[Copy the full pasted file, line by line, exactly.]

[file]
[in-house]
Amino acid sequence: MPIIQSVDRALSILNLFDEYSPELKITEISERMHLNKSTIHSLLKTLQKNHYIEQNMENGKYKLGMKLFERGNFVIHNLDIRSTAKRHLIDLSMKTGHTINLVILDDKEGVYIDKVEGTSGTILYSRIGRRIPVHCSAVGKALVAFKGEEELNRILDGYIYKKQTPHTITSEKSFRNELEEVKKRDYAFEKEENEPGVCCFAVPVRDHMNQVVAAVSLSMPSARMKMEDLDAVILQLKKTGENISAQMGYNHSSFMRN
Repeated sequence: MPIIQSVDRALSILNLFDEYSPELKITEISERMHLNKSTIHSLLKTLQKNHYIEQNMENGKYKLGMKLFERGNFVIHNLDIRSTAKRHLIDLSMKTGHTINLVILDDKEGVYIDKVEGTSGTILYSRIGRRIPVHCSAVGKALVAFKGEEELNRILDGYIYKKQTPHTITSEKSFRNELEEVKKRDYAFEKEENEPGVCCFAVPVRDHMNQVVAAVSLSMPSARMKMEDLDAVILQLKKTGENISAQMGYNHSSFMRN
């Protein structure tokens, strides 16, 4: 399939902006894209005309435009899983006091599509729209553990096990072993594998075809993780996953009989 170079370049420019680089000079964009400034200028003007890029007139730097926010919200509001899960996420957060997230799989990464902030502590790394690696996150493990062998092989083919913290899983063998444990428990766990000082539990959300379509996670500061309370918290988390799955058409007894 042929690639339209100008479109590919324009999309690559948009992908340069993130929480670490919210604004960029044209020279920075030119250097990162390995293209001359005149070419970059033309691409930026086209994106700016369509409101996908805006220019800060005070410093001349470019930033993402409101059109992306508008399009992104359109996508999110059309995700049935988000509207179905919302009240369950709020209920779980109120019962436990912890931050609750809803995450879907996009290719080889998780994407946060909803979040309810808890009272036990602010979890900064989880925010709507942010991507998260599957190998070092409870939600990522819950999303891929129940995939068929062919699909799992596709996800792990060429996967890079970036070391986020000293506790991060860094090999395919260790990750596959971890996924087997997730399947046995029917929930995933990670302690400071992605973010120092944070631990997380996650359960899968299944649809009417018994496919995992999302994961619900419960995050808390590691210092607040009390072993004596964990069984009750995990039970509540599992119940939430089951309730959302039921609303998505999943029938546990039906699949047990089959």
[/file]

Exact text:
[in-house]
Amino acid sequence: MPIIQSVDRALSILNLFDEYSPELKITEISERMHLNKSTIHSLLKTLQKNHYIEQNMENGKYKLGMKLFERGNFVIHNLDIRSTAKRHLIDLSMKTGHTINLVILDDKEGVYIDKVEGTSGTILYSRIGRRIPVHCSAVGKALVAFKGEEELNRILDGYIYKKQTPHTITSEKSFRNELEEVKKRDYAFEKEENEPGVCCFAVPVRDHMNQVVAAVSLSMPSARMKMEDLDAVILQLKKTGENISAQMGYNHSSFMRN
Repeated sequence: MPIIQSVDRALSILNLFDEYSPELKITEISERMHLNKSTIHSLLKTLQKNHYIEQNMENGKYKLGMKLFERGNFVIHNLDIRSTAKRHLIDLSMKTGHTINLVILDDKEGVYIDKVEGTSGTILYSRIGRRIPVHCSAVGKALVAFKGEEELNRILDGYIYKKQTPHTITSEKSFRNELEEVKKRDYAFEKEENEPGVCCFAVPVRDHMNQVVAAVSLSMPSARMKMEDLDAVILQLKKTGENISAQMGYNHSSFMRN
């Protein structure tokens, strides 16, 4: 399939902006894209005309435009899983006091599509729209553990096990072993594998075809993780996953009989 170079370049420019680089000079964009400034200028003007890029007139730097926010919200509001899960996420957060997230799989990464902030502590790394690696996150493990062998092989083919913290899983063998444990428990766990000082539990959300379509996670500061309370918290988390799955058409007894 042929690639339209100008479109590919324009999309690559948009992908340069993130929480670490919210604004960029044209020279920075030119250097990162390995293209001359005149070419970059033309691409930026086209994106700016369509409101996908805006220019800060005070410093001349470019930033993402409101059109992306508008399009992104359109996508999110059309995700049935988000509207179905919302009240369950709020209920779980109120019962436990912890931050609750809803995450879907996009290719080889998780994407946060909803979040309810808890009272036990602010979890900064989880925010709507942010991507998260599957190998070092409870939600990522819950999303891929129940995939068929062919699909799992596709996800792990060429996967890079970036070391986020000293506790991060860094090999395919260790990750596959971890996924087997997730399947046995029917929930995933990670302690400071992605973010120092944070631990997380996650359960899968299944649809009417018994496919995992999302994961619900419960995050808390590691210092607040009390072993004596964990069984009750995990039970509540599992119940939430089951309730959302039921609303998505999943029938546990039906699949047990089959």